Engineers are using a non-invasive optical probe to understand the complex changes in tumors after immunotherapy. Their method combines detailed mapping of the biochemical composition of tumors with machine learning.
Immunotherapy really works like magic and has fundamentally changed the way we view how cancer can be managed. However, only around 25 percent of patients derive benefit from it, so there’s an urgent need to identify predictive biomarkers to determine who should receive the treatment.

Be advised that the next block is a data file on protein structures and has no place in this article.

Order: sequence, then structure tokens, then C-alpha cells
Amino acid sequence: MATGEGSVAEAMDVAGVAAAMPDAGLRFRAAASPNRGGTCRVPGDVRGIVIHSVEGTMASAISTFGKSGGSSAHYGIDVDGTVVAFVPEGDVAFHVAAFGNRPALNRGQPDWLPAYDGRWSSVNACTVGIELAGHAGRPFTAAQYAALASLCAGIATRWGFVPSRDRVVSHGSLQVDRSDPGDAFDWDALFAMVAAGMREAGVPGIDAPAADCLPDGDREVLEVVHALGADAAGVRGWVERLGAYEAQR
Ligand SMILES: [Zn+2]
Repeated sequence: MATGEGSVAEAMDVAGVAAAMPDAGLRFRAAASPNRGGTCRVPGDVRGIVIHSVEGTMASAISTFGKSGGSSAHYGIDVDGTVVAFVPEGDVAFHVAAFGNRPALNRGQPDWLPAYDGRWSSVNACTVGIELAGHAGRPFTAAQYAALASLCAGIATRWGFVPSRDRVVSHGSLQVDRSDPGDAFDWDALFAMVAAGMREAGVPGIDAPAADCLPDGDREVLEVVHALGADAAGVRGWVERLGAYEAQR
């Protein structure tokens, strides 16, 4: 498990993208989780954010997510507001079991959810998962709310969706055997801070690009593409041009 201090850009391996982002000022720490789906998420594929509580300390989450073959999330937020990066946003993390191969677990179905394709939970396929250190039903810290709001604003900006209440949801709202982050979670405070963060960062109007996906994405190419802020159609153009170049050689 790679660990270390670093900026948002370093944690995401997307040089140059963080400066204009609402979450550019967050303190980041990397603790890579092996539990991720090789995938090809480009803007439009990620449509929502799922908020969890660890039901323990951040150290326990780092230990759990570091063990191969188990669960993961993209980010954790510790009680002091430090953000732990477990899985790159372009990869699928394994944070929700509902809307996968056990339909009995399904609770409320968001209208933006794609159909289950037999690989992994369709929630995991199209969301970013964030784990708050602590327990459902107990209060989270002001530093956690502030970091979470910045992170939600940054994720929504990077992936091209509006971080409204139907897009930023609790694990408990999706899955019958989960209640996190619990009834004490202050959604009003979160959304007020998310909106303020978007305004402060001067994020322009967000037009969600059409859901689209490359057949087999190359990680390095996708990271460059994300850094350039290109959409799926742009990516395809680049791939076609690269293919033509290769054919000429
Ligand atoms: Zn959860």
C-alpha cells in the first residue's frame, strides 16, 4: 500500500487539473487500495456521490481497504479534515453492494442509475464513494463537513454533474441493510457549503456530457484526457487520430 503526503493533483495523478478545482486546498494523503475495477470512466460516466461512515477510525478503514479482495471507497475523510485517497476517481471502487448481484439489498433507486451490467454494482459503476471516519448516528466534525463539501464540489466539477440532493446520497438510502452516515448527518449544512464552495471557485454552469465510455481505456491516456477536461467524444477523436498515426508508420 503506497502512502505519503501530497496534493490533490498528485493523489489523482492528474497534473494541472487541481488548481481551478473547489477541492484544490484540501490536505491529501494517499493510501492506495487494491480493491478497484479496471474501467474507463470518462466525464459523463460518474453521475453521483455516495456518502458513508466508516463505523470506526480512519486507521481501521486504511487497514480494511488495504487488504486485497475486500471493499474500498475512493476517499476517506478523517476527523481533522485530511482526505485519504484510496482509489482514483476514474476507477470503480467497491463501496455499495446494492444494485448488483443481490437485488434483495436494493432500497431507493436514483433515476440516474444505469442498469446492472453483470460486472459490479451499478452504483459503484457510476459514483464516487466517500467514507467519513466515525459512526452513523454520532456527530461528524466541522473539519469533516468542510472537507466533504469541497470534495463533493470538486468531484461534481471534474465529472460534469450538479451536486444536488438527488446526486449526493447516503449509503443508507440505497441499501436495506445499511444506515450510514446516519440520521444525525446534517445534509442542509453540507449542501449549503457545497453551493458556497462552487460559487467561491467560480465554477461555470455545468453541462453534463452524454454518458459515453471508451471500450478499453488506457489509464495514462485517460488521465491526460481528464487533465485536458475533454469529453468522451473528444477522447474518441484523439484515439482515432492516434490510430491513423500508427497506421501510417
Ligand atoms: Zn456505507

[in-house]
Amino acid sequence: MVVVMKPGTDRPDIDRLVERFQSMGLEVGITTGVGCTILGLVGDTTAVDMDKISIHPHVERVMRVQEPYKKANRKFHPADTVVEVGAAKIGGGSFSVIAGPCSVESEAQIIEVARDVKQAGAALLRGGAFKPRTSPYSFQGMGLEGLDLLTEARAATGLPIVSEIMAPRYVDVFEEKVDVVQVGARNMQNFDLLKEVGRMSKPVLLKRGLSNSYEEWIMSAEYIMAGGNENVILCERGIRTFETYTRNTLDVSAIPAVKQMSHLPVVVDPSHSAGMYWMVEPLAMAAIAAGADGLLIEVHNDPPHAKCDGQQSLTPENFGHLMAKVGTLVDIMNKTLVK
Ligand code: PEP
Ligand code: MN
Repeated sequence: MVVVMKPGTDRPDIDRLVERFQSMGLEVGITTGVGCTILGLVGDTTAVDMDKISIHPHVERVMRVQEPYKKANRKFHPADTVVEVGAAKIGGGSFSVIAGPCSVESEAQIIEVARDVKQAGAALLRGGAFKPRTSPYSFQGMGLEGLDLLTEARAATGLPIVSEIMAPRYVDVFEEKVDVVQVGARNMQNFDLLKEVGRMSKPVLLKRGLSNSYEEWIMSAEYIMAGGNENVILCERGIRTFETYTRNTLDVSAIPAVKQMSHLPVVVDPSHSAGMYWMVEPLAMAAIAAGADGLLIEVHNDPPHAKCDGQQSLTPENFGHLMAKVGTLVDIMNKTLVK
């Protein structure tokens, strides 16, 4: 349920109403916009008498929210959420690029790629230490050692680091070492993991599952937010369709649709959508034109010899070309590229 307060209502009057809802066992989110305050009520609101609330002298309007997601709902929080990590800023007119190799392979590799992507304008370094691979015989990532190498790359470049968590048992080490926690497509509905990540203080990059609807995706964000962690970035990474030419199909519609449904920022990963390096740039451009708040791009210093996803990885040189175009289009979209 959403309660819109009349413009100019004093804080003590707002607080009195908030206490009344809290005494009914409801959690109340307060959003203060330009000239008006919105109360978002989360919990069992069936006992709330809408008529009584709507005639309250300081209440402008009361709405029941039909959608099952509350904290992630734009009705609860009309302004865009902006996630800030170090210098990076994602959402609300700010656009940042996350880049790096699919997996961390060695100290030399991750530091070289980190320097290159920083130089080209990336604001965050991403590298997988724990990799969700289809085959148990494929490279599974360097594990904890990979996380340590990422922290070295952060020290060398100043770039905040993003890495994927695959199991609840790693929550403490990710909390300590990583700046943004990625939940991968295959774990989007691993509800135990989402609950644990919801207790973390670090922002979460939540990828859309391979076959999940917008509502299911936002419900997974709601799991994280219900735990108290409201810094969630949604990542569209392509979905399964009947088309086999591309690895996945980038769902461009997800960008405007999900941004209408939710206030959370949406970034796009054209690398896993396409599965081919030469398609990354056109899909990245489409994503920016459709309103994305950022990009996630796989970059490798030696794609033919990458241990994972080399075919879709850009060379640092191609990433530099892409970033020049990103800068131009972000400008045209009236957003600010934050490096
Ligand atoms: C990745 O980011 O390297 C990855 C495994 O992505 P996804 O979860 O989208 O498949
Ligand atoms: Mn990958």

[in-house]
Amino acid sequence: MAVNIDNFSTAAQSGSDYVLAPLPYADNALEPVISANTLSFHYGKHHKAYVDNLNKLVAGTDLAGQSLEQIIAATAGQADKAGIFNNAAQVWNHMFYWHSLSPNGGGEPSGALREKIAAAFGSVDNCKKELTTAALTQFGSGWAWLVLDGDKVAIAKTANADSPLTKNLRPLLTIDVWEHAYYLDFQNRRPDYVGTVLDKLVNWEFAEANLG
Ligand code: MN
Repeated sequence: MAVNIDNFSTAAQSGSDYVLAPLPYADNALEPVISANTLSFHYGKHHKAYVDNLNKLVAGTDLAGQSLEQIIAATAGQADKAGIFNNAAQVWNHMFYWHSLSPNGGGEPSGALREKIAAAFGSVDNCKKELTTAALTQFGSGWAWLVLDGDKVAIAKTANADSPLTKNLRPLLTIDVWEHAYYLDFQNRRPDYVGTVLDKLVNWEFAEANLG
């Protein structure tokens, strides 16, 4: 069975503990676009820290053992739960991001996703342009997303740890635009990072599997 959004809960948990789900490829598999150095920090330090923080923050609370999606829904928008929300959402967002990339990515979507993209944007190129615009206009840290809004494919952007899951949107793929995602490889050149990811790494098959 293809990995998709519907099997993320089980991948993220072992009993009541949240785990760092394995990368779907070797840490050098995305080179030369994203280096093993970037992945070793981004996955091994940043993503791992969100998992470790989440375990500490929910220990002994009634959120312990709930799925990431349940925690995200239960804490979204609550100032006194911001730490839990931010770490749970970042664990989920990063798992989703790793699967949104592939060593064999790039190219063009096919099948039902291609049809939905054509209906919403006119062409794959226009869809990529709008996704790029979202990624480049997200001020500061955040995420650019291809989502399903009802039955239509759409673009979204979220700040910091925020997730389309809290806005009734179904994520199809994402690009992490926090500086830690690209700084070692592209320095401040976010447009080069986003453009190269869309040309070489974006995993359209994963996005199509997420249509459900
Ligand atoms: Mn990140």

Raman spectroscopy uses light to determine the molecular composition of materials. The team probed colon cancer tumors in mice treated with the two types of immune checkpoint inhibitors used in immunotherapy, as well as a control group of untreated mice.
The engineers used label-free Raman spectroscopy for elucidating biomolecular changes induced by anti-CTLA-4 and anti-PD-L1 immune checkpoint inhibitors (ICI) in the tumor microenvironment (TME) of colorectal tumor xenografts.